This image spans roughly 0.04 inches across a human liver and depicts tissue that was inserted into a mouse with a damaged liver. The human liver tissue recruited the mouse's blood and began growing. Researchers hope that one day this this finding could help people with damaged livers. (Chelsea Fortin, Kelly Stevens and Sangeeta Bhatia, Koch Institute, © MIT)
This special see-through tent surrounds a bed in the Royal Free Hospital in London for patients with dangerous infectious diseases, like Ebola. The tent quarantines the patient to allow safe treatment—even the air is cleaned before it is released from the tent. (David Bishop, Royal Free Hospital, London)
This picture shows the temperature of two people’s hands. The one on the left is from a healthy person while the one on the right is from someone with Raynaud’s disease—an ailment that often causes cold hands and feet. (Matthew Clavey, Thermal Vision Research)
This premature baby has jaundice, a common infant ailment. A preemie's liver often doesn't function well enough to rid the body of bilirubin—a substance naturally produced from the breakdown of blood cells and whose buildup turns the skin and eyes yellow. The baby is being treated under a blue colored light, which can help eliminate the bilirubin. (David Bishop, Royal Free Hospital, London)
Though this looks like a cavern, this image details the inside of the human eye. Blood flows through these tiny tunnels—each slightly larger than the thickness of an average human hair. (Peter Maloca, University of Basel)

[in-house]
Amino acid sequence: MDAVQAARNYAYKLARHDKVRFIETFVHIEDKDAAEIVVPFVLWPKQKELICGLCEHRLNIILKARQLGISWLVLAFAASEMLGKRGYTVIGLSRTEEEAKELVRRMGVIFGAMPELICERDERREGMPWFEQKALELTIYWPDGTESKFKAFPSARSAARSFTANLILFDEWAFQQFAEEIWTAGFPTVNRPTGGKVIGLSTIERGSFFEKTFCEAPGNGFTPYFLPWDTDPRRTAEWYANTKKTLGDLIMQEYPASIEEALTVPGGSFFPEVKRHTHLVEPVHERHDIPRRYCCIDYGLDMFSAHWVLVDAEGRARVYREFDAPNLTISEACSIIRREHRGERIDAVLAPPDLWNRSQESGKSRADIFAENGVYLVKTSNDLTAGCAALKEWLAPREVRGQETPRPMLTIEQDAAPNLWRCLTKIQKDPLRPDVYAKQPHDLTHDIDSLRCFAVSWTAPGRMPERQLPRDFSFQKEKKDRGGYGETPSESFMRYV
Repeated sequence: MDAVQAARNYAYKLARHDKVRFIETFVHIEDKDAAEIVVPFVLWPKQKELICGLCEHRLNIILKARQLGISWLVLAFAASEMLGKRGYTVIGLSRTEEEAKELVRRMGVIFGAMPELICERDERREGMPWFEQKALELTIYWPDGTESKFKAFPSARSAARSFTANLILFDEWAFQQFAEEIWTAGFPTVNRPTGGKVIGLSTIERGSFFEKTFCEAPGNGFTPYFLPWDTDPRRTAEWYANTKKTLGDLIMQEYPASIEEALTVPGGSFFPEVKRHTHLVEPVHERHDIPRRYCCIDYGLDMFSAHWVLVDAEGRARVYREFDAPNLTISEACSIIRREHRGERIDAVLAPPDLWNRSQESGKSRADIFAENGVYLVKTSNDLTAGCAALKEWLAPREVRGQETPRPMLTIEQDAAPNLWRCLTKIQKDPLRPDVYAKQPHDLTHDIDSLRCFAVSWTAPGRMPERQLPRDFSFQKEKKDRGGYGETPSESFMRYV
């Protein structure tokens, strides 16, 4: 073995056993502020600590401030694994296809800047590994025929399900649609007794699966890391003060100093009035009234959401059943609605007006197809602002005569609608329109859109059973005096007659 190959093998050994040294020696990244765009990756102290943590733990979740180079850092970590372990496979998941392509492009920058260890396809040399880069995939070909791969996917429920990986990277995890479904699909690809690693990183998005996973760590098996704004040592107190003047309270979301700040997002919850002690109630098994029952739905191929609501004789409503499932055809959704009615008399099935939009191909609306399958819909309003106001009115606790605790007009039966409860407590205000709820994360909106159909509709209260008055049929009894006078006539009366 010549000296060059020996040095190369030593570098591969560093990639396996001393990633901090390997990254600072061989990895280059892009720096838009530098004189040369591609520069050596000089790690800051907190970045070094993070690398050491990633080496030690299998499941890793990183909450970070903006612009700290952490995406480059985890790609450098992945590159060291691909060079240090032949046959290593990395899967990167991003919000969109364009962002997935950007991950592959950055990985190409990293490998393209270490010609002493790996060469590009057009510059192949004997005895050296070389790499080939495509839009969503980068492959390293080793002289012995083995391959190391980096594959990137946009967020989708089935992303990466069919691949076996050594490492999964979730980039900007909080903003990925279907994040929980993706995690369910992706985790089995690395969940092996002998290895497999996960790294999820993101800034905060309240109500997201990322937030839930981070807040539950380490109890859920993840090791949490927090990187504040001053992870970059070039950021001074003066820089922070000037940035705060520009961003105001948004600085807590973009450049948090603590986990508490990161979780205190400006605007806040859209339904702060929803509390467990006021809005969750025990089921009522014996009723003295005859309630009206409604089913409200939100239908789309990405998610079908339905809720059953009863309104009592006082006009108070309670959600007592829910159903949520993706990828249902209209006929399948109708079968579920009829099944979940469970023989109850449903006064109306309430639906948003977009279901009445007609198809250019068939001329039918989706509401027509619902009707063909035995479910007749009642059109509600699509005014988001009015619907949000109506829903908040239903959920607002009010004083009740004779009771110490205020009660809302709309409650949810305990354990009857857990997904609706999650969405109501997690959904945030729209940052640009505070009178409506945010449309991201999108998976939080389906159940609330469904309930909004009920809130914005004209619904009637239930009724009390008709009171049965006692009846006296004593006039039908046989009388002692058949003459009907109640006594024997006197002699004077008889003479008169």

This medical scan shows a blocked blood vessel highlighted in green. The blood vessel in question carries blood to the brain, but this blockage can damage brain function—a process more commonly known as a stroke.

Keeping you current

Take in the Beauty of Science With This Year’s Wellcome Image Award Winners

From winding brain pathways to sparkling moth scales, these evocative images both teach and amaze

smithsonian.com

What do brains, butterflies, bacteria and blisters have in common? They’re all subjects of this year’s Wellcome Image Awards winners—and show just how emotional and evocative the visual side of science can be.

Every image selected for the 2016 awards shows a different side of medicine and science. The images are collected by Wellcome Images, a medical picture library with a vast collection of scientific imagery, and judged by a panel of science communication and biomedical experts.

The 20 finalists depict everything from moth scales to a premature baby receiving light therapy. One of these images reveals the intricate connections of the human brain—each nerve fiber is color-coded in the composite image. The image is the work of neuroscientist Alfred Anwander, of Germany’s Max Planck Institute, who stitched it together from virtual slices of the brain using diffusion imaging, a type of MRI that tracks the movement and direction of water molecules within the brain.

The awards were established in 1997 in thanks to the contributors of the database for their spectacular imagery. Each year the panel selects finalists and a grand prize winner. This overall winner will be announced for the latest competition at the awards ceremony on March 15.

Since all of the winning images are available under Creative Commons licenses, you can use them any way you want. Even better, you’ll soon be able to view them at science and technology institutions all over the world, including the MIT Koch Institute in Massachusetts, the Africa Center for Population Health in South Africa and the Polytechnic Museum in Moscow. After all, science knows no language—and with pictures like these, it’s easy to understand why.